Parneet Grewal, MD
In this article, Dr. Elkind and colleagues aimed to elucidate the putative relationship between infection and stroke, which has gained increased recognition in the era of coronavirus disease 2019 (COVID-19).1 Multiple studies in the past, such as the Cardiovascular Health Study and the Atherosclerosis Risk in Communities study, have provided evidence that systemic infection can trigger or precipitate acute ischemic stroke since bacteremia is a strong stimulus to inflammation and thrombosis. The proposed mechanisms by which infections can trigger stroke include infection-related platelet activation and aggregation, inflammation-related thrombosis, impaired endothelial function, infection-provoked cardiac arrhythmias, and dehydration-induced thrombosis (Figure). On further characterization, it is now known that a variety of infections are associated with an increased risk of ischemic stroke, with the strongest association found for urinary tract infection (UTI) (OR 5.32, 95% CI, 3.69-7.68) within 7 days.2
The authors focus particularly on the role of viral infections as a trigger for stroke. Influenza has been previously studied as a stroke trigger, especially in high-risk elderly population. Data from California provide evidence that the odds of ischemic stroke are higher in the first 15 days after influenza-like illness (OR 2.88, 95%CI 1.86-4.47).3 Many herpes viruses also have a neurotropic tendency, with strong evidence linking Cytomegalovirus (CMV) to atherogenesis and Varicella zoster virus (VZV) to cerebral arteriopathy. Infectious burden (IB) is described as a cumulative effect of exposure to an increasing number of pathogens and lately has gained popularity due to its role in carotid and cerebral atherosclerosis. For example, higher mean IB index in Hispanics, non-Hispanic Blacks, and women in the Northern Manhattan Study provides indirect evidence to explain disparities in stroke risk. Recently, multiple studies have reported an increased risk for stroke in patients who are infected with COVID -19, with incidence ranging from 0.5 to 3%. The incidence is higher in critically ill patients with COVID-19 approaching 6%. Moreover, unexplained large vessel occlusions have been identified as a frequent presentation.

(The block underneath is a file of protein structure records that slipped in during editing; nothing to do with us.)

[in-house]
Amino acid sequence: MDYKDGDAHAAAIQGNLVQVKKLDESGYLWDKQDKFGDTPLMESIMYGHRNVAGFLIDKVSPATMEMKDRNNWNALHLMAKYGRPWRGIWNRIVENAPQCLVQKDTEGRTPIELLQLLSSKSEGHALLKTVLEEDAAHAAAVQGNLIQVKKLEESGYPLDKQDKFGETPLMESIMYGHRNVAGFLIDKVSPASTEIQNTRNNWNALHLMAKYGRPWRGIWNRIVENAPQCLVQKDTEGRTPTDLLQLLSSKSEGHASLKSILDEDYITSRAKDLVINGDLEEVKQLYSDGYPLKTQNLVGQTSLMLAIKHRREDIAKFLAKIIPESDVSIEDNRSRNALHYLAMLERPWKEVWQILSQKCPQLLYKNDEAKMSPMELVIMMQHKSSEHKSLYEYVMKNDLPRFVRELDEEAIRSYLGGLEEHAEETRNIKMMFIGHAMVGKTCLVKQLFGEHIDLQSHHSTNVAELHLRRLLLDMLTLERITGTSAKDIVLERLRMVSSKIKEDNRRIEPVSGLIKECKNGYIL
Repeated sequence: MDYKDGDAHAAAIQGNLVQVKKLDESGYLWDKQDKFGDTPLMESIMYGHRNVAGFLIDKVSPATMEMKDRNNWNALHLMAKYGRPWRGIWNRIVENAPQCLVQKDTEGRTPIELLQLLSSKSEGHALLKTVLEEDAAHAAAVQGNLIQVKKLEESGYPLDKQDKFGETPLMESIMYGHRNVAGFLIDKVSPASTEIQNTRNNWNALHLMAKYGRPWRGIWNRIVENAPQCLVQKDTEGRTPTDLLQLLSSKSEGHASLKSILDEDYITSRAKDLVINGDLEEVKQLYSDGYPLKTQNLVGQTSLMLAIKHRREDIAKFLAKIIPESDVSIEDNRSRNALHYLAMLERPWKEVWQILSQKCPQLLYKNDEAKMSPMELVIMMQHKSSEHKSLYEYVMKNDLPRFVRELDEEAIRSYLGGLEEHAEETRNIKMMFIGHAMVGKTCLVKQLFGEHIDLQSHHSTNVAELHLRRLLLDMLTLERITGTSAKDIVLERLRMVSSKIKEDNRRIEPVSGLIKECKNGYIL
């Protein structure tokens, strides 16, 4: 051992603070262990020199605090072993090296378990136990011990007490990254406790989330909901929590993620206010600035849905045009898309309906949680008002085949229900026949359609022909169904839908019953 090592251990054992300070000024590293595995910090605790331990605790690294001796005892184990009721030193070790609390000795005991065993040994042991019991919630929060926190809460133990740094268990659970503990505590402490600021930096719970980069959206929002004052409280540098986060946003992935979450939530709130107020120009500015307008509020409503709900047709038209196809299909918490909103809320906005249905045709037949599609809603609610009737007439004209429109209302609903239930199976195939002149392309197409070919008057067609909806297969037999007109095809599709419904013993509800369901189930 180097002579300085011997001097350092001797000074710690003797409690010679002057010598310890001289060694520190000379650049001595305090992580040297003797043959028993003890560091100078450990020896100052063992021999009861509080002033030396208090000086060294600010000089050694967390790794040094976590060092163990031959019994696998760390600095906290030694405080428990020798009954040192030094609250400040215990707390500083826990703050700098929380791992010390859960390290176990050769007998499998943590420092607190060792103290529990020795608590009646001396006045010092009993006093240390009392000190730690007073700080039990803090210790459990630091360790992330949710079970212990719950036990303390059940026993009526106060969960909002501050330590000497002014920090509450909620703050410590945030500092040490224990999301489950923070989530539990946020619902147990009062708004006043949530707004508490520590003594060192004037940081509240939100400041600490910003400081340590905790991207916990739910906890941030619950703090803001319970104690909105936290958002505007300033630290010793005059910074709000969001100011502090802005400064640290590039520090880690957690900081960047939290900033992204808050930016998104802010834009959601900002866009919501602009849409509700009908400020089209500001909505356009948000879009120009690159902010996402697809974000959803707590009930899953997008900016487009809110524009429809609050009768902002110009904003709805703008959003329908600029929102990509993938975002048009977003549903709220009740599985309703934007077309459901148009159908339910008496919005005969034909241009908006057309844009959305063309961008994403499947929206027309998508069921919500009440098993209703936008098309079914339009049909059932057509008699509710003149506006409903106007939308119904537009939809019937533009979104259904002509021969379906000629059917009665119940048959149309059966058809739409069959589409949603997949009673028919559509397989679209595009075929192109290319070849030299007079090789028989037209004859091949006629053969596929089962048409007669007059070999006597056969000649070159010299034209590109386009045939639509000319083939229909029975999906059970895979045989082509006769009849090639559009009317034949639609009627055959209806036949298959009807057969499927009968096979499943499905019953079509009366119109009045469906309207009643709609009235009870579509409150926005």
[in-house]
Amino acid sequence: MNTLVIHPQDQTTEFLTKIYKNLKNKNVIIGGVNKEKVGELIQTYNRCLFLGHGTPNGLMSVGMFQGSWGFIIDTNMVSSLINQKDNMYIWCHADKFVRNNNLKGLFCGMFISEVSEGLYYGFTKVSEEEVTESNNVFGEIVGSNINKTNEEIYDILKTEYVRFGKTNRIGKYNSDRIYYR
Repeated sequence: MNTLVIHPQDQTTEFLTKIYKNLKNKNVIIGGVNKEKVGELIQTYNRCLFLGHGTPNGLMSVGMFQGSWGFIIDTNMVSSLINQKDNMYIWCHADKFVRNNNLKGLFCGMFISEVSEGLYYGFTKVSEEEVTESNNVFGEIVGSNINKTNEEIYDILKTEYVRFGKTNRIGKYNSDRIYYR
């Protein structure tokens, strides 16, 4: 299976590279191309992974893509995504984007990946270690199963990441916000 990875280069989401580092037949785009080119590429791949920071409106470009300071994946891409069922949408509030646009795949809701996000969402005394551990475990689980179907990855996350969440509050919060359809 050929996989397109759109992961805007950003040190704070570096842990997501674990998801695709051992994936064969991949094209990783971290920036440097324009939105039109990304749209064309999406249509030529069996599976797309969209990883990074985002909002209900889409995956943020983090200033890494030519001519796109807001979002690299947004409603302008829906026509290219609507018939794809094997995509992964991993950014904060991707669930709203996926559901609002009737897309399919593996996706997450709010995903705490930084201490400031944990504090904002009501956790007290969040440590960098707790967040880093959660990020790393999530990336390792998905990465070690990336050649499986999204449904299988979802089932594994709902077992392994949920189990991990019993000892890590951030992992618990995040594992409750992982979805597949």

On the other side of the spectrum of the relationship between infection and stroke are infections that present as complications of stroke, mainly UTI and pneumonia which are particularly common in the early period after an intracranial insult (Figure). The interplay between infection reservoir, delivery of infection to the site such as lower respiratory tract, and stroke-induced immune suppression has been proposed to underly these infections. Stroke-induced immune suppression, which occurs within hours of stroke onset and affects both innate and adaptive immunity increases host susceptibility to post-stroke infections. In addition, It has been found that patients with post-stroke infections have increased autoreactive CNS-antigen specific immune responses in blood as compared to stroke patients without infection, which correlates with poorer outcomes. Hence, there has been increased focus on identifying patients at risk of these infections to implement preventative interventions. Patients with post-stroke infections can also have longer-term cognitive decline and dementia, with the highest risk in the first six months after stroke.
In conclusion, this review paper permits a conceptualization of the bidirectional and multiphasic relationship between systemic infection and stroke along with a discussion on molecular mechanisms that impact outcome. It also highlights some of the interesting research that is being done in the field including biological therapies and immunomodulatory treatments.
1. Elkind MSV, Boehme AK, Smith CJ, Meisel A, Buckwalter MS. Infection as a stroke risk factor and determinant of outcome after stroke. Stroke. 2020:STROKEAHA120030429
2. Sebastian S, Stein LK, Dhamoon MS. Infection as a stroke trigger. Stroke. 2019;50:2216-2218
3. Boehme AK, Luna J, Kulick ER, Kamel H, Elkind MSV. Influenza-like illness as a trigger for ischemic stroke. Ann Clin Transl Neurol. 2018;5:456–463. doi: 10.1002/acn3.545